GRAND RAPIDS, Mich. (WOOD) - Joni Mitchell would be proud.
Instead of paving paradise and putting up a parking lot, they want to do just the opposite at the corner of Madison and Pleasant on the southeast side of Grand Rapids.
"We're just so excited that they'll make a change and it will be a green space," said Joyce VanHaitsma, who has lived for the last 40 years just around the corner from the old DHS building parking lot. "There's not that opportunity to take the kids somewhere, or the grandkids."
In the old days, before tax dollars dried up and the term Transformation -- the Grand Rapids City Hall word for 'We've got to figure out how to run the city with less money and still provide some of the services residents expect from city hall' -- there wasn't much worry supporting a quality of life program, like the ones offered by the city's Parks and Recreation Department.
Back then, turning a weed-choked parking lot into a green space wouldn't have been that big a deal. In years past, the problem was a lack of space for new parks, especially in the inner city.
Now it's money.
"Yeah, those were the good old days," said Steve Faber, who heads up Friends of Grand Rapids Parks. "We have a parks department that's about 60% smaller than it was ten years ago."
They're the citizens group working with the city to figure out how to fund the parks.
Their latest idea is to have neighbors fund the proposed Pleasant Park.
"The whole premise behind the special assessment district is at least a portion of the park can be funded by the neighborhood who will more directly benefit from that new public infrastructure," he told 24 Hour News 8. "So far, all indications are that the neighborhood is really supportive of the effort."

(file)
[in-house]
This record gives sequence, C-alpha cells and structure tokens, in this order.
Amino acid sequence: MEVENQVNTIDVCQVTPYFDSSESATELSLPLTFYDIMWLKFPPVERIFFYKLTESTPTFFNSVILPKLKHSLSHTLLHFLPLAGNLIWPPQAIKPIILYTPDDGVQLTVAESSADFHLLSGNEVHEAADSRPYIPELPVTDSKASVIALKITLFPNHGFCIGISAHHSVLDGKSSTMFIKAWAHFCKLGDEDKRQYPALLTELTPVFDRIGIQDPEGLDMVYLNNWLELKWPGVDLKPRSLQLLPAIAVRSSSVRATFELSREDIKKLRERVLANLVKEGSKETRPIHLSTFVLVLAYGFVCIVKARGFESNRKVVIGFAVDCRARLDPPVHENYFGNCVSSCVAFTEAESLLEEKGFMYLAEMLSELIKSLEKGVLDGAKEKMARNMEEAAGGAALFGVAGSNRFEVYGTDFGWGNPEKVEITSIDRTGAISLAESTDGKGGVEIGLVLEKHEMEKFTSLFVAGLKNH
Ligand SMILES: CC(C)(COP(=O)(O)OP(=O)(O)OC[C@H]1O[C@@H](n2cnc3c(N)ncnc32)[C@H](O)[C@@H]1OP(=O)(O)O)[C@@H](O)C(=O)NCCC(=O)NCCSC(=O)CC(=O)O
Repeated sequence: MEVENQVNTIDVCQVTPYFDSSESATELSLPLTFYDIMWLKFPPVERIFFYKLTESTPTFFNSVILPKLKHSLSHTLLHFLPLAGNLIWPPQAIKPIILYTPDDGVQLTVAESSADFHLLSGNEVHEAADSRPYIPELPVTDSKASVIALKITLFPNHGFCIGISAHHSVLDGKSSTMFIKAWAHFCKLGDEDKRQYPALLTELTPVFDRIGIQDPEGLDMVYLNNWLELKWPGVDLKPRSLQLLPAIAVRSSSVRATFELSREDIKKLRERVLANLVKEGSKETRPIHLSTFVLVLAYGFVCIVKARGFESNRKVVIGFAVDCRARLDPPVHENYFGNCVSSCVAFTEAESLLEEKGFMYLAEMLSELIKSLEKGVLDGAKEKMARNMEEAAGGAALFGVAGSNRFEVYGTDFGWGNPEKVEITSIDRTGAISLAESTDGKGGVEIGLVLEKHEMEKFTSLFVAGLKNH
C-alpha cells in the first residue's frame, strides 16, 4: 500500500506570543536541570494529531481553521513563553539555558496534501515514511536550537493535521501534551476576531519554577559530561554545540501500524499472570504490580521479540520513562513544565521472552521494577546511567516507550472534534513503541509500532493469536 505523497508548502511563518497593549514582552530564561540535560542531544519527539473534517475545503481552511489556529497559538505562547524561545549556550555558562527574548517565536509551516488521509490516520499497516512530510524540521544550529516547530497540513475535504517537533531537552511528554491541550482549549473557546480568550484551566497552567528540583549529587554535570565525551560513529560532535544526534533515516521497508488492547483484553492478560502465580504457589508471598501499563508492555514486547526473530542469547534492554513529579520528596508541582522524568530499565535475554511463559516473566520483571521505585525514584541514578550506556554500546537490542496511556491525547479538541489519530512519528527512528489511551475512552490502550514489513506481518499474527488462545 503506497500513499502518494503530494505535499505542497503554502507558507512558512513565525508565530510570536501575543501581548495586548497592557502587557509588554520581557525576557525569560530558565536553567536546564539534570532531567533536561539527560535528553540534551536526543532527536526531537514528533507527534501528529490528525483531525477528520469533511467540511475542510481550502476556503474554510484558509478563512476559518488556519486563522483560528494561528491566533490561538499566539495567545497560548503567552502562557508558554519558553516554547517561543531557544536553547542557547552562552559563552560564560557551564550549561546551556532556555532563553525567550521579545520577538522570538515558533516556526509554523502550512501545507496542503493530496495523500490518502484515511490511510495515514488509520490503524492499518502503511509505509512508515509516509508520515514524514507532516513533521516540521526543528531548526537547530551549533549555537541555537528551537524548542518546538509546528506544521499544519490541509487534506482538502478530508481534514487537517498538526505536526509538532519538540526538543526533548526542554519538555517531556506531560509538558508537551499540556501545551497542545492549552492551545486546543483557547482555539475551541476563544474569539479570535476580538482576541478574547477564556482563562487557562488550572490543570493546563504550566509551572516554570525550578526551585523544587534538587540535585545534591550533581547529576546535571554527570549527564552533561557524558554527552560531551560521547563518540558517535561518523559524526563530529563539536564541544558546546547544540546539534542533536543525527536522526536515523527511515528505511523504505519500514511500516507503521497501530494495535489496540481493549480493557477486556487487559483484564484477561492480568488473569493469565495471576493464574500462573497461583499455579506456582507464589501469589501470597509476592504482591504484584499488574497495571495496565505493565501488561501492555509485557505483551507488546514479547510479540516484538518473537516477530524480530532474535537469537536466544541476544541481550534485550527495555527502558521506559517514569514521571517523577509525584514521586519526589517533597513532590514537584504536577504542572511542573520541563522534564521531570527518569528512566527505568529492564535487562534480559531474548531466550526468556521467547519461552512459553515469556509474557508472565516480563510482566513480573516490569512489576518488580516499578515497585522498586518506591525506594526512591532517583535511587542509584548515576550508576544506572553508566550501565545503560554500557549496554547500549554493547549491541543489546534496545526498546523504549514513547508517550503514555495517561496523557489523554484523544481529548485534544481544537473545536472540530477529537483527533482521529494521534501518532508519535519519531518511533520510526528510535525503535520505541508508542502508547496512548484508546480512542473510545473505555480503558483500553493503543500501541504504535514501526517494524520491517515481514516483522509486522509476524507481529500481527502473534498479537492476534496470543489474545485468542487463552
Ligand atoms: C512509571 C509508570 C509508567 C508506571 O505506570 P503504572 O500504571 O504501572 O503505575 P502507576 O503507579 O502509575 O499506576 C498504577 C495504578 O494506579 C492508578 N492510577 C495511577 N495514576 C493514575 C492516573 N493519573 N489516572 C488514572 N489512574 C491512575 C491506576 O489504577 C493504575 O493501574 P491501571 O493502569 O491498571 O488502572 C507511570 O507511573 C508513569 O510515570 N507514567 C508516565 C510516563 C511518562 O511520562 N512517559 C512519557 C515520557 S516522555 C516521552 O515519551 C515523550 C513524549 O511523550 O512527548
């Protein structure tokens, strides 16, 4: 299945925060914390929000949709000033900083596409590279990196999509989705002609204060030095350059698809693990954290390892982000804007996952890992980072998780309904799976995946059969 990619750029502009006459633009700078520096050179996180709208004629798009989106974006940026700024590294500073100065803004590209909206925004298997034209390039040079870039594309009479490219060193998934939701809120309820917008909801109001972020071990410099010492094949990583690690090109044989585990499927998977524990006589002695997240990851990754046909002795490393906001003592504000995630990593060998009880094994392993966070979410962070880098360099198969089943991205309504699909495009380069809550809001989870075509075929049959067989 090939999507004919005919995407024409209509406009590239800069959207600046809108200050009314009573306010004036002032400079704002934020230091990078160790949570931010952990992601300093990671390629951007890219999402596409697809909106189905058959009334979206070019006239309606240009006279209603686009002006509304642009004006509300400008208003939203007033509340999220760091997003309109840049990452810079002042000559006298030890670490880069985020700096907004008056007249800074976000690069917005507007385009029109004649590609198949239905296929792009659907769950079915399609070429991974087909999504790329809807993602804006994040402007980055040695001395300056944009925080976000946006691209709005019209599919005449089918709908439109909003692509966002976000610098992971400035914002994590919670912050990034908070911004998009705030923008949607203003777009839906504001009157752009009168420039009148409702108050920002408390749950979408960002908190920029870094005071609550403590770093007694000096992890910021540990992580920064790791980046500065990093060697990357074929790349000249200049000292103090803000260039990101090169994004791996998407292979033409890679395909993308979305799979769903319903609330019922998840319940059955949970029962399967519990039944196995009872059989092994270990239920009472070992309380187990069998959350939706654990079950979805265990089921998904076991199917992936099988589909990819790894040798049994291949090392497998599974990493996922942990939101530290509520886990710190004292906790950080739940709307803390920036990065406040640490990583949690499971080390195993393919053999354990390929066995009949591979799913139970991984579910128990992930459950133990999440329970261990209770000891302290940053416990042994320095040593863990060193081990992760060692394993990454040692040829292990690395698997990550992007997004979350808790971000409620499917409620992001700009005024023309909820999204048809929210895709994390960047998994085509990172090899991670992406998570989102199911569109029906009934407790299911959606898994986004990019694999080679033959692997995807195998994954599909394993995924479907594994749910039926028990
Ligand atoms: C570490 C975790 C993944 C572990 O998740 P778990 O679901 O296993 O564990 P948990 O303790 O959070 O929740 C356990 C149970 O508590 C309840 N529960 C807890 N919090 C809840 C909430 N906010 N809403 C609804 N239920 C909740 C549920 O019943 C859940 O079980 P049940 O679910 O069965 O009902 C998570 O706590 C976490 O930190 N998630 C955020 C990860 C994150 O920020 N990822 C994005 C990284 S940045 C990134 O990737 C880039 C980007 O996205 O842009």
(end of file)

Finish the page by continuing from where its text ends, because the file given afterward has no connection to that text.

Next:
A special assessment -- $50 tacked on to the tax bills of nearly 400 pieces of property near the park over the next 10 years -- would help fund the new park.
The nearly $200, 000 raised by that special assessment won't pick up the entire $730,000 price tag, but it will help secure matching funds from other sources.
This assessment would fund a new park.
But what about the needs of existing parks? Will taxpayers see a special assessment to mow the lawns or open the pools at their neighborhood park?
Faber said while it won't work in every situation, it could be an option in others.
"Again, it's taking the neighborhood lead on this sort of thing and it's up to neighborhoods to really decide, 'Is this a strategy we want to use?'"
VanHaitsma says she like the idea of helping fund the park through the assessment. She said it will actually increase the value of the neighborhood.
"I like that it's neighborhood based. That there's that excitement, that investment."
But what if you own one of the 400 pieces of property but don't want to be assessed for the new park?
That's where the public hearing comes in.
You can voice your opinion at City Hall at 7 p.m. on December 18.
A memorial is scheduled Thursday night for three young siblings who died in an apartment fire 10 months ago.
A donation account has been set up to help the family with its search to find a missing loved one.
Wind chills will be in the single figures Thursday, with snowfall totals in the 1- to 3-inch range.